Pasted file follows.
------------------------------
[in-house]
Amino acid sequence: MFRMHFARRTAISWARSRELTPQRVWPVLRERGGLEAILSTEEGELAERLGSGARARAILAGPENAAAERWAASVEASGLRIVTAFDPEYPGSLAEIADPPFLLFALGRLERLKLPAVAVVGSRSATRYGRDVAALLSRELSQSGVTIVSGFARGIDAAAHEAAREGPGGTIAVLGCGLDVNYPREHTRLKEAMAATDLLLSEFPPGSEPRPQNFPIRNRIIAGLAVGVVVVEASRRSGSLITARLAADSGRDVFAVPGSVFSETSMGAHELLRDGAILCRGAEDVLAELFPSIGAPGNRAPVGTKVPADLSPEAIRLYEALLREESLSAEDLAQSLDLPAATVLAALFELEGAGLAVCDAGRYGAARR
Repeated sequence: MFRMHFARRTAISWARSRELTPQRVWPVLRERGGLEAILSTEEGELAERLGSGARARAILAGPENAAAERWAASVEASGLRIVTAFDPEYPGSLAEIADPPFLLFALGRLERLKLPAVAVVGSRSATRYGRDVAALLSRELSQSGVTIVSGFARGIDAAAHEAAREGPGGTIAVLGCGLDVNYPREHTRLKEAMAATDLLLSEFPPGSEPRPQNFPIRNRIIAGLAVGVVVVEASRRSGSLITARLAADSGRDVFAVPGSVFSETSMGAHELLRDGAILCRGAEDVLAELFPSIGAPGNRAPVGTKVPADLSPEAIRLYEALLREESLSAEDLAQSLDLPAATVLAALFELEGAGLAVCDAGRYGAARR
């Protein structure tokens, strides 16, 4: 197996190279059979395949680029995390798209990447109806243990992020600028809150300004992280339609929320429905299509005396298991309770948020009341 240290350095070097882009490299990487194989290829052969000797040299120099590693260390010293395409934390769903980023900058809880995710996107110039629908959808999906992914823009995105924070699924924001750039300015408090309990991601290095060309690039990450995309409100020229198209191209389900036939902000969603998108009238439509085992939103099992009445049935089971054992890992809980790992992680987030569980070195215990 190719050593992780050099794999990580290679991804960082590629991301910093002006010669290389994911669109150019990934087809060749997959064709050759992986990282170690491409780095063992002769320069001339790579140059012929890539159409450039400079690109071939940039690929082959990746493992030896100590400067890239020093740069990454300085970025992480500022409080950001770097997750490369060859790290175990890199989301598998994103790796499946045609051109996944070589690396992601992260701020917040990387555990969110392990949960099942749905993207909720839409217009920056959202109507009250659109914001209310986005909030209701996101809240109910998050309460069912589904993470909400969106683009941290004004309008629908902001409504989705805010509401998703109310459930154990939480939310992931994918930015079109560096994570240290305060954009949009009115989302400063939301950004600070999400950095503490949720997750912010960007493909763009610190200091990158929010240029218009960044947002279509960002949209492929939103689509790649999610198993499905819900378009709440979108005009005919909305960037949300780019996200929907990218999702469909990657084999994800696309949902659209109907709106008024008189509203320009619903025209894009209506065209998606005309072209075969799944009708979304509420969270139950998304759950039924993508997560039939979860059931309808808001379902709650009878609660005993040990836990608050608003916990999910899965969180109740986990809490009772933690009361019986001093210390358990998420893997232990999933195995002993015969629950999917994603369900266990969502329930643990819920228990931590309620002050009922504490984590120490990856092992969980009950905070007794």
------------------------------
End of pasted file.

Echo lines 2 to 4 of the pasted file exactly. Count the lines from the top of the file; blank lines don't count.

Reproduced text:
Amino acid sequence: MFRMHFARRTAISWARSRELTPQRVWPVLRERGGLEAILSTEEGELAERLGSGARARAILAGPENAAAERWAASVEASGLRIVTAFDPEYPGSLAEIADPPFLLFALGRLERLKLPAVAVVGSRSATRYGRDVAALLSRELSQSGVTIVSGFARGIDAAAHEAAREGPGGTIAVLGCGLDVNYPREHTRLKEAMAATDLLLSEFPPGSEPRPQNFPIRNRIIAGLAVGVVVVEASRRSGSLITARLAADSGRDVFAVPGSVFSETSMGAHELLRDGAILCRGAEDVLAELFPSIGAPGNRAPVGTKVPADLSPEAIRLYEALLREESLSAEDLAQSLDLPAATVLAALFELEGAGLAVCDAGRYGAARR
Repeated sequence: MFRMHFARRTAISWARSRELTPQRVWPVLRERGGLEAILSTEEGELAERLGSGARARAILAGPENAAAERWAASVEASGLRIVTAFDPEYPGSLAEIADPPFLLFALGRLERLKLPAVAVVGSRSATRYGRDVAALLSRELSQSGVTIVSGFARGIDAAAHEAAREGPGGTIAVLGCGLDVNYPREHTRLKEAMAATDLLLSEFPPGSEPRPQNFPIRNRIIAGLAVGVVVVEASRRSGSLITARLAADSGRDVFAVPGSVFSETSMGAHELLRDGAILCRGAEDVLAELFPSIGAPGNRAPVGTKVPADLSPEAIRLYEALLREESLSAEDLAQSLDLPAATVLAALFELEGAGLAVCDAGRYGAARR
């Protein structure tokens, strides 16, 4: 197996190279059979395949680029995390798209990447109806243990992020600028809150300004992280339609929320429905299509005396298991309770948020009341 240290350095070097882009490299990487194989290829052969000797040299120099590693260390010293395409934390769903980023900058809880995710996107110039629908959808999906992914823009995105924070699924924001750039300015408090309990991601290095060309690039990450995309409100020229198209191209389900036939902000969603998108009238439509085992939103099992009445049935089971054992890992809980790992992680987030569980070195215990 190719050593992780050099794999990580290679991804960082590629991301910093002006010669290389994911669109150019990934087809060749997959064709050759992986990282170690491409780095063992002769320069001339790579140059012929890539159409450039400079690109071939940039690929082959990746493992030896100590400067890239020093740069990454300085970025992480500022409080950001770097997750490369060859790290175990890199989301598998994103790796499946045609051109996944070589690396992601992260701020917040990387555990969110392990949960099942749905993207909720839409217009920056959202109507009250659109914001209310986005909030209701996101809240109910998050309460069912589904993470909400969106683009941290004004309008629908902001409504989705805010509401998703109310459930154990939480939310992931994918930015079109560096994570240290305060954009949009009115989302400063939301950004600070999400950095503490949720997750912010960007493909763009610190200091990158929010240029218009960044947002279509960002949209492929939103689509790649999610198993499905819900378009709440979108005009005919909305960037949300780019996200929907990218999702469909990657084999994800696309949902659209109907709106008024008189509203320009619903025209894009209506065209998606005309072209075969799944009708979304509420969270139950998304759950039924993508997560039939979860059931309808808001379902709650009878609660005993040990836990608050608003916990999910899965969180109740986990809490009772933690009361019986001093210390358990998420893997232990999933195995002993015969629950999917994603369900266990969502329930643990819920228990931590309620002050009922504490984590120490990856092992969980009950905070007794």